Some doubts about cloning...

Discussion in 'Acronis True Image Product Line' started by zeze, Jun 16, 2007.

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  1. zeze

    zeze Registered Member

    Mar 10, 2006

    I have a 200gb SATA main HD, and I'm doing a regular one-week full backup to a 320gb USB external drive.

    I run ATI 10, and then I choose the Backup My Computer option. This creates one .tib file on my usb external drive.

    I do a full backup because, in case my main HD fails, I want to be able to buy a new internal HD, and then restore the full backup from the usb external HD to the new internal HD.

    I have some doubts about this process:

    1- is this considered a disk cloning? After reading some threads in here about cloning and making images, I got the idea that cloning is directly done from one HD to the other. Considering that I have an intermediate step, which is the full backup to the USB external HD, am I compromising results, and won't be able to clone?

    2- I usually do my full backups while I'm normally working on my windows environment. I read that I shouldn't have any open programs running while I'm backing up. Is this true?

    3- Considering that my USB external HD is larger than the main HD, do I have to make a backup to a .tib file? Wouldn't it be easier and faster to backup without having to compress to a tib file? If this was possible, in case of main HD failure, I could not only do the restoring, but also access all the files in the USB HD without having to use ATI (imagine I needed to access some files in the backup on another computer, which doesn't have ATI).

    Thanks in advance for your help!

    Best regards
  2. MudCrab

    MudCrab Imaging Specialist

    Nov 3, 2006
    Some people use cloning as a backup procedure to have an "identical" drive ready to go in case the original drive fails. However, cloning uses the entire drive so if you did that you would only have one backup on your 320GB drive. If you leave the cloned drive attached, Windows may make it unbootable since it does not like having two identical drives attached. You would then have to repair it before you could boot from it. Cloning to a USB drive can also be problematic in some cases.

    Doing image backups (what you are currently doing) allows you to store multiple backup images (including incremental or differentials, if you do those) on one hard drive.

    If your computer is moderately fast, normal (or even maximum) compression will make little or no difference in the time to make the backup. Either way, with or without compression, the TIB file will require TI to access the files. Using no compression will probably take longer as TI has to write more information.

    When you need to restore your drive (due to failure) you can restore from the full drive image you have. If you are replacing the drive you can either restore from a full drive image or clone at that time.

    If you are concerned with being able to access certain files, then you may want to consider using a second USB hard drive and copying the files to it in their native format as a second backup.

    Some people use removable hard drive trays so they can create a full drive image, remove the drive, insert another drive, restore the image and continue using the computer. This allows them to have an instant restore that is only as old as the previous backup.

    As for doing the backups from Windows, there are many posts on the subject. It is mostly a matter of personal preference and what the user is more comfortable with. I've done backups both ways and haven't had any problems. I don't think open programs will cause any problems, but as a general rule, I close programs before doing a backup. You have to remember that doing a backup in Windows and then restoring that backup will put Windows back into the state it was when the image was created. Windows, however, will not return to that state exactly. If you had Word running when you created the image. Word will not be running when you do the restore. It's not like putting the computer into Hibernation and then waking it up.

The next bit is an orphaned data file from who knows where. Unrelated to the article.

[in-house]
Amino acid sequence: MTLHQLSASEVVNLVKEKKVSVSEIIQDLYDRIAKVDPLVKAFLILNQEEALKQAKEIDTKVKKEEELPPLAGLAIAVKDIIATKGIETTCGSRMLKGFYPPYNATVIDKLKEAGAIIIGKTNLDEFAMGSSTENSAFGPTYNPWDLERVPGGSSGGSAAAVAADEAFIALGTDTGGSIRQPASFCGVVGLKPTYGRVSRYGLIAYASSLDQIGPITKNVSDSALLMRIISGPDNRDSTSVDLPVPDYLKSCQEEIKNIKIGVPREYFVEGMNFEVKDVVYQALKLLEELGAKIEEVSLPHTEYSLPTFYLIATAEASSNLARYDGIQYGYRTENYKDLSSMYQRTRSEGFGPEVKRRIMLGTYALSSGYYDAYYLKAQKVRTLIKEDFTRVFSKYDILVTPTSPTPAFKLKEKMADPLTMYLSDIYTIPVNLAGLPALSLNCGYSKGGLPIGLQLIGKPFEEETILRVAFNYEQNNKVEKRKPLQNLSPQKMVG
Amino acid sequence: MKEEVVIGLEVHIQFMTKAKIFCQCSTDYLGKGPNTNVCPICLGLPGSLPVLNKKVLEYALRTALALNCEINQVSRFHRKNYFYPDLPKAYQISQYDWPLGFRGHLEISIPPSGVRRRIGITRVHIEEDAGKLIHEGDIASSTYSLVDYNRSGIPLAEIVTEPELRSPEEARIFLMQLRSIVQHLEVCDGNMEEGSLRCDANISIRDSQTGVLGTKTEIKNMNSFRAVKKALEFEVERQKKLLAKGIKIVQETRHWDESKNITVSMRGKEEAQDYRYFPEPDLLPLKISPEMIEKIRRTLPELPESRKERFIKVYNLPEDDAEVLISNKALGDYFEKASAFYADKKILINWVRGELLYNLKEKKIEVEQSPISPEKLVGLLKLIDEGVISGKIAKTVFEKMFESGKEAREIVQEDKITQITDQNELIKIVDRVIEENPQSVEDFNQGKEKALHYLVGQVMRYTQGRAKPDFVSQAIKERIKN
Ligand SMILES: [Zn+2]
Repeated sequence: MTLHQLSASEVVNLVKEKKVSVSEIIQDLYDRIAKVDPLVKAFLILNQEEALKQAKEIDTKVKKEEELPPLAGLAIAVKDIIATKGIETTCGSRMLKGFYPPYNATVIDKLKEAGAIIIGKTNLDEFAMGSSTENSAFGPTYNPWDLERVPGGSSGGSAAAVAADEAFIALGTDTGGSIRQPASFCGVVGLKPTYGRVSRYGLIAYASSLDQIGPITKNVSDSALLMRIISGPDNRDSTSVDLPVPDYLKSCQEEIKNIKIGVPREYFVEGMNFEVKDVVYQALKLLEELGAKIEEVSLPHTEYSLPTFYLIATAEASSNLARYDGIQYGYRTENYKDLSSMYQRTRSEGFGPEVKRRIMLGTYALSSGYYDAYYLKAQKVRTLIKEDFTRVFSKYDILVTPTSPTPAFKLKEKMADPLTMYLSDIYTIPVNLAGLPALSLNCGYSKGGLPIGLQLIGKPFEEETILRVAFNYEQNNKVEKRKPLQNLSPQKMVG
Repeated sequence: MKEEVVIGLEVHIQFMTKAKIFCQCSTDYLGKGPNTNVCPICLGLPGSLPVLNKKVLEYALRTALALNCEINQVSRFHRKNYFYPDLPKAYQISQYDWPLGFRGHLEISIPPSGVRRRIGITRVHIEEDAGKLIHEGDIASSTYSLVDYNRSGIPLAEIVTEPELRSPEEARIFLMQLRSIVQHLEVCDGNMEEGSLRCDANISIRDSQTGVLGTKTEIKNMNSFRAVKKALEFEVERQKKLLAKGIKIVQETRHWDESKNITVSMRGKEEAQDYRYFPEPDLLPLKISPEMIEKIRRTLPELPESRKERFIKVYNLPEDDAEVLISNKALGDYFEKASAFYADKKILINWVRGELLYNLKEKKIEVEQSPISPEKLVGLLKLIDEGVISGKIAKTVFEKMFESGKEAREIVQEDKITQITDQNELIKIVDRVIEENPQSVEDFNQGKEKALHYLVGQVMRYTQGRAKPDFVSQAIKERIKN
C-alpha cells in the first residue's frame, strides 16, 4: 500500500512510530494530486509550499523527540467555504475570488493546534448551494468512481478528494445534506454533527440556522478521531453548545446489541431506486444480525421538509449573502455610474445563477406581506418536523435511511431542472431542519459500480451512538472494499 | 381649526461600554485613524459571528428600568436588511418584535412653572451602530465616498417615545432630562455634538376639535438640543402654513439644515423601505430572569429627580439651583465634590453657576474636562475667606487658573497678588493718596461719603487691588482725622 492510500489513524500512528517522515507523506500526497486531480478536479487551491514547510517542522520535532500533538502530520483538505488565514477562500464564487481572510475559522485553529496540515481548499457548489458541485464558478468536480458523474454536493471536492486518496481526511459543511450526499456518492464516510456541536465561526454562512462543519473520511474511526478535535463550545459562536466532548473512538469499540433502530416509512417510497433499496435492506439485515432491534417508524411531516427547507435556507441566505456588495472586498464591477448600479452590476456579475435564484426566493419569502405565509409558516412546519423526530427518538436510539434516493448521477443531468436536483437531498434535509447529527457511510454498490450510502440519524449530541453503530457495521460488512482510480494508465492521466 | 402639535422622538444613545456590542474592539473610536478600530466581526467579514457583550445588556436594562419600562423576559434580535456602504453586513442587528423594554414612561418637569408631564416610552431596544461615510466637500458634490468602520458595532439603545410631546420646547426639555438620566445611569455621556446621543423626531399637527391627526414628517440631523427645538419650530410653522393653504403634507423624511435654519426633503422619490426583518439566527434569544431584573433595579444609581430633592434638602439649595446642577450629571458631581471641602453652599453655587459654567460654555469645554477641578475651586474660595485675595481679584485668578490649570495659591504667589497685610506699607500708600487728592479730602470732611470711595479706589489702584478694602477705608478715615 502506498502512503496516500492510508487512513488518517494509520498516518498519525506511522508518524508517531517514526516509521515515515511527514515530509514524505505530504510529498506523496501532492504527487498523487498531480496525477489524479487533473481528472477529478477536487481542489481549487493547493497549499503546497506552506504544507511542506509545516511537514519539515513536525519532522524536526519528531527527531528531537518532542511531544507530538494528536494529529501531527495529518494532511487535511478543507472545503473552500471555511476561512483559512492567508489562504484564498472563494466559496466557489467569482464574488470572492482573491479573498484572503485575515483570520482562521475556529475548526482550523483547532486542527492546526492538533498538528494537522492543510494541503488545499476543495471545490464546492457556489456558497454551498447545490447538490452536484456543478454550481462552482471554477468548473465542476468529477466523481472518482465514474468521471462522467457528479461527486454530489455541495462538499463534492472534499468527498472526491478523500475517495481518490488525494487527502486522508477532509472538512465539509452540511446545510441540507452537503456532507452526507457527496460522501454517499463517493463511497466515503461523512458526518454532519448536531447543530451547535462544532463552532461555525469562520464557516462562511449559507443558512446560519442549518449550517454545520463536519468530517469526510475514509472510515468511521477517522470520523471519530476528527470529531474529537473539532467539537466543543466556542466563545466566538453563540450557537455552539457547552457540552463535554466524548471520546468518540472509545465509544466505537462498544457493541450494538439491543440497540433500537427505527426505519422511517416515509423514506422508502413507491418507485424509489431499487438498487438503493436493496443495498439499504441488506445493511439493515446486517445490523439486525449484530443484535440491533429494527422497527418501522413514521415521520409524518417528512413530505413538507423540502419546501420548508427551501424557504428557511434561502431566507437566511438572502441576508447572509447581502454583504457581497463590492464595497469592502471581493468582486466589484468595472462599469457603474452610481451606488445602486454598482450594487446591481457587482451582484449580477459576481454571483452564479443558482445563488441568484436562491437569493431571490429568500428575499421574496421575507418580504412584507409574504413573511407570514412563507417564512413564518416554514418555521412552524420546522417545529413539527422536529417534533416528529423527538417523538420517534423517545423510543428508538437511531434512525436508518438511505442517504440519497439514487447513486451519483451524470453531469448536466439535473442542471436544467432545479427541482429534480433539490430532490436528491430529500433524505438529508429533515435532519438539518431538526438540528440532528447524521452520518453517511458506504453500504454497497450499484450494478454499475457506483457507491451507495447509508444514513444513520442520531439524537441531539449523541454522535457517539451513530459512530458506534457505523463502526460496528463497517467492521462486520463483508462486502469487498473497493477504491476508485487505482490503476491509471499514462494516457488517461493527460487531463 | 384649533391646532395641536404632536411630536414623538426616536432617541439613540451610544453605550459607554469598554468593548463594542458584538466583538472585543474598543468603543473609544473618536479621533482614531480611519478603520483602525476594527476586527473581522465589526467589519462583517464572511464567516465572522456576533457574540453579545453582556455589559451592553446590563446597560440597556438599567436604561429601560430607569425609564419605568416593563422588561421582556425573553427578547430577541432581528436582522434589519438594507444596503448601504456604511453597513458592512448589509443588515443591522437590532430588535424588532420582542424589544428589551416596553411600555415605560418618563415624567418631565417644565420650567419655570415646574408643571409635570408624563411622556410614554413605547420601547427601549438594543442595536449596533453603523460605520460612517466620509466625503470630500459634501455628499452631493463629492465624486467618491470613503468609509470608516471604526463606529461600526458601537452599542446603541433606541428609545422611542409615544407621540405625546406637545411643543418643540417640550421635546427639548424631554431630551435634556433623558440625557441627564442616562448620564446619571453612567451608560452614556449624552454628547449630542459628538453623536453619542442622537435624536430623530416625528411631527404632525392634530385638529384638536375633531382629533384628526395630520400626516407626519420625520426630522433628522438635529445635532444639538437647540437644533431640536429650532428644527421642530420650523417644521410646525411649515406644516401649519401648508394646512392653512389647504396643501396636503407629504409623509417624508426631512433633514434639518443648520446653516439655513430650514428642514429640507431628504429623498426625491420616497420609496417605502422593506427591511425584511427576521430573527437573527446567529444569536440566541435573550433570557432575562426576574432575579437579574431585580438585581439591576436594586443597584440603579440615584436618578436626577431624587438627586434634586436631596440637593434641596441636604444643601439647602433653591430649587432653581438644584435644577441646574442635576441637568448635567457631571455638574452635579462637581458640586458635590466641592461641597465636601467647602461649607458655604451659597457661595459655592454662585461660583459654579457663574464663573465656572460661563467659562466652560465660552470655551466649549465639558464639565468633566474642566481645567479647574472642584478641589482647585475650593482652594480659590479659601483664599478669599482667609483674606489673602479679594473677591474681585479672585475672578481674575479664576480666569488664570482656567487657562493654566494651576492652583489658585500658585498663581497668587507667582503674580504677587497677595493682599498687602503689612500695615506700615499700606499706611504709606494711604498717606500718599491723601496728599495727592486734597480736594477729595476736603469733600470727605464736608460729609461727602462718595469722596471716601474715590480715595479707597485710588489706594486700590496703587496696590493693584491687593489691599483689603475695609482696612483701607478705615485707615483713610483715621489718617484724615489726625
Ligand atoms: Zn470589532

3. Acronis Support

    Acronis Support Acronis Support Staff

    Apr 28, 2004
    Hello zeze,

    Thank you for choosing Acronis Disk Backup Software.

    Please be aware that there are two approaches available:

    Clone Disk - migrates/copies the entire contents of one disk drive to another;

    Backup - creates a special archive file for backup and disaster recovery purposes;

    Please take a look at this FAQ article explaining the difference between Clone Disk and Backup approaches in more detail.

    Actually, Clone Disk approach is usually used to upgrade the hard drive (e.g. install a larger disk), while Backup approach is basically dedicated for the complete data backup and disaster recovery purposes. Since you are interested in backing up your hard drive for the disaster recovery purposes, I would recommend you to follow Backup approach.

    Moreover, there are several advantages of creating an image over the disk cloning procedure such as: you can create an image without rebooting your PC, image creation can be scheduled for the particular point in time, Acronis True Image allows you to create incremental and differential images, image archive contains only the actual data and so it has a smaller size, images are ordinary files and so they can be stored on any type of the supported media, etc. However, the final choice is always up to your needs.

    You can create backups while running other programs - Acronis True Image uses special snapshot technology to make that possible. You can learn more from this post.

    You can find more information on how to use Acronis True Image in the respective User's Guide.

    Thank you.
    Marat Setdikov
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